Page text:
Judge Osterhaus

OSTERHAUS

By DARA KAM

News Service of Florida

TALLAHASSEE — A state appeals court on Friday allowed the Florida House of Representatives to intervene in a lawsuit that could upend the state’s medical marijuana system.

The decision by a three-judge panel of the 1st District Court of Appeal paved the way for the House to enter a lawsuit filed by Florigrown, a Tampa-based business trying to gain entry to the state’s highly restricted medical-marijuana industry, and overturned a ruling by Leon County Circuit Judge Charles Dodson.

The House sought to join the case after Dodson sided with Florigrown and ruled that a state law requiring pot operators to grow, process and distribute cannabis and related products — a system known as “vertical integration — ran afoul of a 2016 constitutional amendment that broadly legalized medical marijuana. Dodson’s ruling also struck down a portion of the law that set a cap on the number of medical marijuana operators in the state.

After the circuit judge refused to allow the House to intervene in the case, leaders of the Republican-dominated chamber went to the Tallahassee-based appeals court.

The House “has an actual cognizable interest” in the outcome of the case, which will determine whether the Legislature “acted permissibly” within the confines of the constitutional amendment, Judge Brad Thomas wrote in Friday’s main opinion, which was joined by concurring opinions from judges Scott Makar and Timothy Osterhaus.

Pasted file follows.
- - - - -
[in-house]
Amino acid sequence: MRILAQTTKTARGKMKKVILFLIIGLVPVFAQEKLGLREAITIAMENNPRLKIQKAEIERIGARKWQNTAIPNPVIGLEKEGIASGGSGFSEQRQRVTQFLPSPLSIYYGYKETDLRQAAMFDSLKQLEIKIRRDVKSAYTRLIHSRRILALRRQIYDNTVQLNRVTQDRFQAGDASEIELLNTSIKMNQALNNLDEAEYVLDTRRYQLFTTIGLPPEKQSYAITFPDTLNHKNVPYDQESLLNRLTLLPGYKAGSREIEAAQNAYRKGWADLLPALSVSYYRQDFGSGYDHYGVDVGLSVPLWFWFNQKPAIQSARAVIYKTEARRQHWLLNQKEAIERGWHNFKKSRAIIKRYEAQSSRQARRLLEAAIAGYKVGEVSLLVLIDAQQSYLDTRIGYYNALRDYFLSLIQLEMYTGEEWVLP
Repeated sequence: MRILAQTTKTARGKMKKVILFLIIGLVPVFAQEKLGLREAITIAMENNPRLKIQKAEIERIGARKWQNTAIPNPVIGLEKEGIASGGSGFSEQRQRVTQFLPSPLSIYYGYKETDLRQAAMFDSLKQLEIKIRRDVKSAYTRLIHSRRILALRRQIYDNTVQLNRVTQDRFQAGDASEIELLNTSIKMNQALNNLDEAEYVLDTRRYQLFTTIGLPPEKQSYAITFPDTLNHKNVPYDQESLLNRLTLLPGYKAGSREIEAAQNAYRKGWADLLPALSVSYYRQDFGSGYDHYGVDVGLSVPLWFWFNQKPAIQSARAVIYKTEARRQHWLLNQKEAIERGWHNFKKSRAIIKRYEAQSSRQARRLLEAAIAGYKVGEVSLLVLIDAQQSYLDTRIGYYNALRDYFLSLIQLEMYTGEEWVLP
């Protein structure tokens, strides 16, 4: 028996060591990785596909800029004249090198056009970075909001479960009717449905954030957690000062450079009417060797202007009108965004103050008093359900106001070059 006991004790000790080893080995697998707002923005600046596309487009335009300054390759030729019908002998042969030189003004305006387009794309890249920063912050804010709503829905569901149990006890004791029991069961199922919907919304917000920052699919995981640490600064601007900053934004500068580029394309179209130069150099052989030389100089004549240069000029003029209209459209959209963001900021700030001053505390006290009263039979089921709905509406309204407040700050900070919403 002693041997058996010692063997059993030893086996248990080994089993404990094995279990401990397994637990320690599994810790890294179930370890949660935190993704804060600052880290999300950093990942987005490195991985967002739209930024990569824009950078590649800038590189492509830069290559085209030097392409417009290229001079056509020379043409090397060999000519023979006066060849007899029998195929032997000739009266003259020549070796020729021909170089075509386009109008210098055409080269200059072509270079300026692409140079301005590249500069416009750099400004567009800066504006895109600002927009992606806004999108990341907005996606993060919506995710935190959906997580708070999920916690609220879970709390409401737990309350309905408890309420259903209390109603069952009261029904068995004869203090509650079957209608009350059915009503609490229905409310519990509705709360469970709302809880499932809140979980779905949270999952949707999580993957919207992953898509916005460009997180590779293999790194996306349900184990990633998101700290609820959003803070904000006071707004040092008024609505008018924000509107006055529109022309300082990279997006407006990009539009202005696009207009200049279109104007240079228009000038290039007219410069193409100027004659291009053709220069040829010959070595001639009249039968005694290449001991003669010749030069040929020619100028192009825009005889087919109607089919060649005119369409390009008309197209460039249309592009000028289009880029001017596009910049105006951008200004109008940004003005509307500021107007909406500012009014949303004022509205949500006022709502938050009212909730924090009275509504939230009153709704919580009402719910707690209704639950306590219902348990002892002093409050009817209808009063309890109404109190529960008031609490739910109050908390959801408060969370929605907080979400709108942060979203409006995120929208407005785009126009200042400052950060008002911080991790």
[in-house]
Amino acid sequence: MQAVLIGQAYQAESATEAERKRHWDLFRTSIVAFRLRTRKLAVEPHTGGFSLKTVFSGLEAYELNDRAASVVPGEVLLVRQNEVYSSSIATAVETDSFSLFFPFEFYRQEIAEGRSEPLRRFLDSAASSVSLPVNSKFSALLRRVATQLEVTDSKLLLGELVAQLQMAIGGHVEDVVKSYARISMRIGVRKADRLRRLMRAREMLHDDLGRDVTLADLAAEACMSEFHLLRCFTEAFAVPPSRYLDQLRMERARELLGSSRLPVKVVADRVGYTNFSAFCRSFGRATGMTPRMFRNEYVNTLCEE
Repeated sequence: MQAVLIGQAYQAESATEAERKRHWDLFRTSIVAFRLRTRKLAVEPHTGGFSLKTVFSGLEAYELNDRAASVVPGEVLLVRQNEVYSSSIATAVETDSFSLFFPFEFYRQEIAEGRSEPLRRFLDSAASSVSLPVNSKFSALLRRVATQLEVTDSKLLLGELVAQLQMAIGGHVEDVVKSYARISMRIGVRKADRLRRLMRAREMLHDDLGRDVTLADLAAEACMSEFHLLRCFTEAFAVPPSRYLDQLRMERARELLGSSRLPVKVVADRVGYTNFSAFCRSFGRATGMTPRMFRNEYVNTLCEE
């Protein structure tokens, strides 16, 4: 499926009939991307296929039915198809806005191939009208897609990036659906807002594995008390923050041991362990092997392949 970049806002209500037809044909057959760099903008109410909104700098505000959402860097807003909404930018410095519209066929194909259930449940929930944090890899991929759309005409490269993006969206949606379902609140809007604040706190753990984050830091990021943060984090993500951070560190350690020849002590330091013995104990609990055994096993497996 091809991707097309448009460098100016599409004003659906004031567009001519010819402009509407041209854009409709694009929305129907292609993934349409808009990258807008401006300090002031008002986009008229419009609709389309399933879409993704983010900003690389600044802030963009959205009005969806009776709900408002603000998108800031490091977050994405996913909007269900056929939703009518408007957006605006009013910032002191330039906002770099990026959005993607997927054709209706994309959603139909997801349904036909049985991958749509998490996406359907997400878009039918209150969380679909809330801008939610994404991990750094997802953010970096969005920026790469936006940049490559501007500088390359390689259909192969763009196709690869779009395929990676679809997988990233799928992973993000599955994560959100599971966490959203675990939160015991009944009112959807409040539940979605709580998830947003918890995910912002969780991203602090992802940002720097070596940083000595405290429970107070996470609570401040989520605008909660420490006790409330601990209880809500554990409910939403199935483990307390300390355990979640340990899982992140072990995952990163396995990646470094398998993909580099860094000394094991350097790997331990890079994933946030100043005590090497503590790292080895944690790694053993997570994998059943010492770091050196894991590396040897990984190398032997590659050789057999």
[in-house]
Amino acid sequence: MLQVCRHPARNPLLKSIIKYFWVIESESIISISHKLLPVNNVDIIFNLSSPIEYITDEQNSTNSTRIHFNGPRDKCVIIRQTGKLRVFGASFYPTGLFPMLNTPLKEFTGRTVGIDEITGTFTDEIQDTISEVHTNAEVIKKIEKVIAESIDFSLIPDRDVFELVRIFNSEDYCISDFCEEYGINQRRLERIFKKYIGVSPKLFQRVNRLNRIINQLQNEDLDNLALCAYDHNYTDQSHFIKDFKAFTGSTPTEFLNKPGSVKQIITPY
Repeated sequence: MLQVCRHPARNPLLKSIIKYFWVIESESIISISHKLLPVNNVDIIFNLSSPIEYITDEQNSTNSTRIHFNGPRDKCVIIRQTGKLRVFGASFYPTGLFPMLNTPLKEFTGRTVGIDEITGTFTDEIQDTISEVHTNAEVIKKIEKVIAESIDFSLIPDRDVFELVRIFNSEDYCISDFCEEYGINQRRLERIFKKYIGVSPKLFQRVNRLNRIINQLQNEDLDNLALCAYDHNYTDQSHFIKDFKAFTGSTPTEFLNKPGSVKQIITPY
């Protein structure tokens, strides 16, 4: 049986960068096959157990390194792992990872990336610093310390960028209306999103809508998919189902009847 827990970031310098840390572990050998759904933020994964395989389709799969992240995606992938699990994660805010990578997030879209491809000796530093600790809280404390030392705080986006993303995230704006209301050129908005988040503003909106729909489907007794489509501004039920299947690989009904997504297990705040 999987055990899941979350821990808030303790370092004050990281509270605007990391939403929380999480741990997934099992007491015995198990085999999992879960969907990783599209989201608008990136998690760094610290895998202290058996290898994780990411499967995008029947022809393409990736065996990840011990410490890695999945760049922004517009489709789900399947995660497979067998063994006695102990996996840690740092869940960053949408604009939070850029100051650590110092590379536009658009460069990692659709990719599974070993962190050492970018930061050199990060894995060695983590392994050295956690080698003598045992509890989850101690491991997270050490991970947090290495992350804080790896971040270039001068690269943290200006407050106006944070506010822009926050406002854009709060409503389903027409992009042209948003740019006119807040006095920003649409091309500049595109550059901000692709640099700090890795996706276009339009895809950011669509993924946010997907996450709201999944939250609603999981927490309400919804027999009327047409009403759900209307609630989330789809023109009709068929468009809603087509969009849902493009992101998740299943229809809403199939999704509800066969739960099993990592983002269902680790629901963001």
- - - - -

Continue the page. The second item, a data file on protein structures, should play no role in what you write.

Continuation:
While the constitutional amendment made the Department of Health responsible for implementation, it gave policymaking authority to the Legislature, Thomas noted.

The state law passed in 2017 represents “the Legislature’s attempt to exercise its discretion within the new bounds created by the Constitution,” he wrote, adding that the outcome of the legal challenge “will define the scope of its (the Legislature’s) constitutional authority to police certain narcotics.”

The House’s interest is particularly salient because marijuana remains illegal under federal law, wrote Thomas, who also relied on House arguments that some studies have shown “habitual use of cannabis may cause violent and criminal behavior as a result of changes in brain function.”

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